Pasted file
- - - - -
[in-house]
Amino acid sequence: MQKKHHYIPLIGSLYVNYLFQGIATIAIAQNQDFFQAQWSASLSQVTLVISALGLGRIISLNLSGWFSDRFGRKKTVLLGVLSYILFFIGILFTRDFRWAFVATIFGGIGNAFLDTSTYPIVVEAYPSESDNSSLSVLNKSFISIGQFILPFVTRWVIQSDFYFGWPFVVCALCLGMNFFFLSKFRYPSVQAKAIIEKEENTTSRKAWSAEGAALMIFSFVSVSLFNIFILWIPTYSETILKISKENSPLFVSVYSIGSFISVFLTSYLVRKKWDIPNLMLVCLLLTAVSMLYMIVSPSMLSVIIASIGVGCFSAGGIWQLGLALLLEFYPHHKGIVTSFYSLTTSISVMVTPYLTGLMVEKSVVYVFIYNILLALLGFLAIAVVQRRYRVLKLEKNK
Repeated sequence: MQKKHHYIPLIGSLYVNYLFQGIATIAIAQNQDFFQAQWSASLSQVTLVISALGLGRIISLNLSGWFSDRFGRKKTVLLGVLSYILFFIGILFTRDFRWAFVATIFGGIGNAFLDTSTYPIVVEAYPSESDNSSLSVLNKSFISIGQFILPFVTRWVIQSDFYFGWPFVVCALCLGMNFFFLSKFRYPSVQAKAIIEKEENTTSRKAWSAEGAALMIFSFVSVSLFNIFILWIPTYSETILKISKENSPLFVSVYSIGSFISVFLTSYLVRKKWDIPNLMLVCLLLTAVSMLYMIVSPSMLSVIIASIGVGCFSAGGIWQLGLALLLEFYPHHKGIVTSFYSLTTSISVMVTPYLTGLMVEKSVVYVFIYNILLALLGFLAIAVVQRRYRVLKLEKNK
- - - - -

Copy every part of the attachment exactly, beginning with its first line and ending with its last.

[in-house]
Amino acid sequence: MQKKHHYIPLIGSLYVNYLFQGIATIAIAQNQDFFQAQWSASLSQVTLVISALGLGRIISLNLSGWFSDRFGRKKTVLLGVLSYILFFIGILFTRDFRWAFVATIFGGIGNAFLDTSTYPIVVEAYPSESDNSSLSVLNKSFISIGQFILPFVTRWVIQSDFYFGWPFVVCALCLGMNFFFLSKFRYPSVQAKAIIEKEENTTSRKAWSAEGAALMIFSFVSVSLFNIFILWIPTYSETILKISKENSPLFVSVYSIGSFISVFLTSYLVRKKWDIPNLMLVCLLLTAVSMLYMIVSPSMLSVIIASIGVGCFSAGGIWQLGLALLLEFYPHHKGIVTSFYSLTTSISVMVTPYLTGLMVEKSVVYVFIYNILLALLGFLAIAVVQRRYRVLKLEKNK
Repeated sequence: MQKKHHYIPLIGSLYVNYLFQGIATIAIAQNQDFFQAQWSASLSQVTLVISALGLGRIISLNLSGWFSDRFGRKKTVLLGVLSYILFFIGILFTRDFRWAFVATIFGGIGNAFLDTSTYPIVVEAYPSESDNSSLSVLNKSFISIGQFILPFVTRWVIQSDFYFGWPFVVCALCLGMNFFFLSKFRYPSVQAKAIIEKEENTTSRKAWSAEGAALMIFSFVSVSLFNIFILWIPTYSETILKISKENSPLFVSVYSIGSFISVFLTSYLVRKKWDIPNLMLVCLLLTAVSMLYMIVSPSMLSVIIASIGVGCFSAGGIWQLGLALLLEFYPHHKGIVTSFYSLTTSISVMVTPYLTGLMVEKSVVYVFIYNILLALLGFLAIAVVQRRYRVLKLEKNK